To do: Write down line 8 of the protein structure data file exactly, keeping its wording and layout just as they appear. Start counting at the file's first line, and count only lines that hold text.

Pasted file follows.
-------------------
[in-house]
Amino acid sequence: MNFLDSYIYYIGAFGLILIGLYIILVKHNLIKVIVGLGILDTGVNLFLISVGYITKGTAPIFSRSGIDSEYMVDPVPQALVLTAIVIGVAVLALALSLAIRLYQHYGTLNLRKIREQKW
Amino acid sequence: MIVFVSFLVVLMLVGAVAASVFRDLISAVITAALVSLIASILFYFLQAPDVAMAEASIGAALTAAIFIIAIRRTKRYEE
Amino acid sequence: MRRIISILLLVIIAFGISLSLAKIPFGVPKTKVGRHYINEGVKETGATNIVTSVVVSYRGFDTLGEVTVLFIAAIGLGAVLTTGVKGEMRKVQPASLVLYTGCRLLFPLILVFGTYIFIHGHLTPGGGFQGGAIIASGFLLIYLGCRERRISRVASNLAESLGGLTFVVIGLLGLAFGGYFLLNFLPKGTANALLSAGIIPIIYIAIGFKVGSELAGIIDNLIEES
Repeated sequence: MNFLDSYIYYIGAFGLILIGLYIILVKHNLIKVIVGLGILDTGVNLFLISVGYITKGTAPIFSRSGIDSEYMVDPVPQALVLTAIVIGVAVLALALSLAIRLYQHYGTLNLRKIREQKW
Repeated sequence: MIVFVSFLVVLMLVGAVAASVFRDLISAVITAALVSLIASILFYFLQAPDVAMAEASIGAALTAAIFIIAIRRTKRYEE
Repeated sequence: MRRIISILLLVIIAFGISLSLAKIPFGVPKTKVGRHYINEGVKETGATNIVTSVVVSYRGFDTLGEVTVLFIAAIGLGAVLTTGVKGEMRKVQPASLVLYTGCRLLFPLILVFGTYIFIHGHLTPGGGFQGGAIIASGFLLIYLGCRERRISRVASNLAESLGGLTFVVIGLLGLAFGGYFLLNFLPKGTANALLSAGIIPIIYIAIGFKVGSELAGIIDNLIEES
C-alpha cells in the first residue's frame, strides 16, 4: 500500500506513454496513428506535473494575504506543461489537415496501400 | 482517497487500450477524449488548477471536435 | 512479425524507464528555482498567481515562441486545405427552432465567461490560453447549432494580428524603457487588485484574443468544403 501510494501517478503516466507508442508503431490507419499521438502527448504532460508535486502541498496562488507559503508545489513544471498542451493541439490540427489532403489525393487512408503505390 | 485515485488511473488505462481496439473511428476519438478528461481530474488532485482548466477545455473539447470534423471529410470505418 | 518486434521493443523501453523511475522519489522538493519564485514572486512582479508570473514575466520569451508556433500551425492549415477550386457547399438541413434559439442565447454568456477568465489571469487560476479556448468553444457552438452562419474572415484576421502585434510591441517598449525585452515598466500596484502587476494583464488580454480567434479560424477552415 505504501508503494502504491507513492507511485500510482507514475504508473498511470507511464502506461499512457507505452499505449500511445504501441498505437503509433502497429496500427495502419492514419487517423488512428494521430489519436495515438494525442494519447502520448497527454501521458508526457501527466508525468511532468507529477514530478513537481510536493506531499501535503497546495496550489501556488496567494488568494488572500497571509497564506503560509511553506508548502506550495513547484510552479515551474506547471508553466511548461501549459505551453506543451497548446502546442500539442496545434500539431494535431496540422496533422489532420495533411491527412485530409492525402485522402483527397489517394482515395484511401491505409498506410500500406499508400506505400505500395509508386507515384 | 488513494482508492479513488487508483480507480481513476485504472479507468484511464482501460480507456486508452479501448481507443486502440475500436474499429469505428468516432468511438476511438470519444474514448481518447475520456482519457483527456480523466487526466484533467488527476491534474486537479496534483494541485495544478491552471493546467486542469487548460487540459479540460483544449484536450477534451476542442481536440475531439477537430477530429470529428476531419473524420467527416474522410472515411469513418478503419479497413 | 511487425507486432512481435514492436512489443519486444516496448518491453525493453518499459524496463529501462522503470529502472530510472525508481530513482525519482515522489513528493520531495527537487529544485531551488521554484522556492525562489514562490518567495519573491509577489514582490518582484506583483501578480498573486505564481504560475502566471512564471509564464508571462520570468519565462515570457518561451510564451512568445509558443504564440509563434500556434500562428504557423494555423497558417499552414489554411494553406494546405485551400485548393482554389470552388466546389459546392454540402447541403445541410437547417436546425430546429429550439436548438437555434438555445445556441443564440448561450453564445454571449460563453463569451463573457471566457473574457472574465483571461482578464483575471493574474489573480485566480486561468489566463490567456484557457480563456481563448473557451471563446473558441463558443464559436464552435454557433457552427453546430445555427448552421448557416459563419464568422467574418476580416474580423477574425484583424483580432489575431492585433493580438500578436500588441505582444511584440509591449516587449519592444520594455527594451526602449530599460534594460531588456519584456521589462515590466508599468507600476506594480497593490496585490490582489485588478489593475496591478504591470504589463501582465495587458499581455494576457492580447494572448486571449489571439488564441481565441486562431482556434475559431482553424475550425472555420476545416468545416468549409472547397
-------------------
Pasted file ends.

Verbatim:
C-alpha cells in the first residue's frame, strides 16, 4: 500500500506513454496513428506535473494575504506543461489537415496501400 | 482517497487500450477524449488548477471536435 | 512479425524507464528555482498567481515562441486545405427552432465567461490560453447549432494580428524603457487588485484574443468544403 501510494501517478503516466507508442508503431490507419499521438502527448504532460508535486502541498496562488507559503508545489513544471498542451493541439490540427489532403489525393487512408503505390 | 485515485488511473488505462481496439473511428476519438478528461481530474488532485482548466477545455473539447470534423471529410470505418 | 518486434521493443523501453523511475522519489522538493519564485514572486512582479508570473514575466520569451508556433500551425492549415477550386457547399438541413434559439442565447454568456477568465489571469487560476479556448468553444457552438452562419474572415484576421502585434510591441517598449525585452515598466500596484502587476494583464488580454480567434479560424477552415 505504501508503494502504491507513492507511485500510482507514475504508473498511470507511464502506461499512457507505452499505449500511445504501441498505437503509433502497429496500427495502419492514419487517423488512428494521430489519436495515438494525442494519447502520448497527454501521458508526457501527466508525468511532468507529477514530478513537481510536493506531499501535503497546495496550489501556488496567494488568494488572500497571509497564506503560509511553506508548502506550495513547484510552479515551474506547471508553466511548461501549459505551453506543451497548446502546442500539442496545434500539431494535431496540422496533422489532420495533411491527412485530409492525402485522402483527397489517394482515395484511401491505409498506410500500406499508400506505400505500395509508386507515384 | 488513494482508492479513488487508483480507480481513476485504472479507468484511464482501460480507456486508452479501448481507443486502440475500436474499429469505428468516432468511438476511438470519444474514448481518447475520456482519457483527456480523466487526466484533467488527476491534474486537479496534483494541485495544478491552471493546467486542469487548460487540459479540460483544449484536450477534451476542442481536440475531439477537430477530429470529428476531419473524420467527416474522410472515411469513418478503419479497413 | 511487425507486432512481435514492436512489443519486444516496448518491453525493453518499459524496463529501462522503470529502472530510472525508481530513482525519482515522489513528493520531495527537487529544485531551488521554484522556492525562489514562490518567495519573491509577489514582490518582484506583483501578480498573486505564481504560475502566471512564471509564464508571462520570468519565462515570457518561451510564451512568445509558443504564440509563434500556434500562428504557423494555423497558417499552414489554411494553406494546405485551400485548393482554389470552388466546389459546392454540402447541403445541410437547417436546425430546429429550439436548438437555434438555445445556441443564440448561450453564445454571449460563453463569451463573457471566457473574457472574465483571461482578464483575471493574474489573480485566480486561468489566463490567456484557457480563456481563448473557451471563446473558441463558443464559436464552435454557433457552427453546430445555427448552421448557416459563419464568422467574418476580416474580423477574425484583424483580432489575431492585433493580438500578436500588441505582444511584440509591449516587449519592444520594455527594451526602449530599460534594460531588456519584456521589462515590466508599468507600476506594480497593490496585490490582489485588478489593475496591478504591470504589463501582465495587458499581455494576457492580447494572448486571449489571439488564441481565441486562431482556434475559431482553424475550425472555420476545416468545416468549409472547397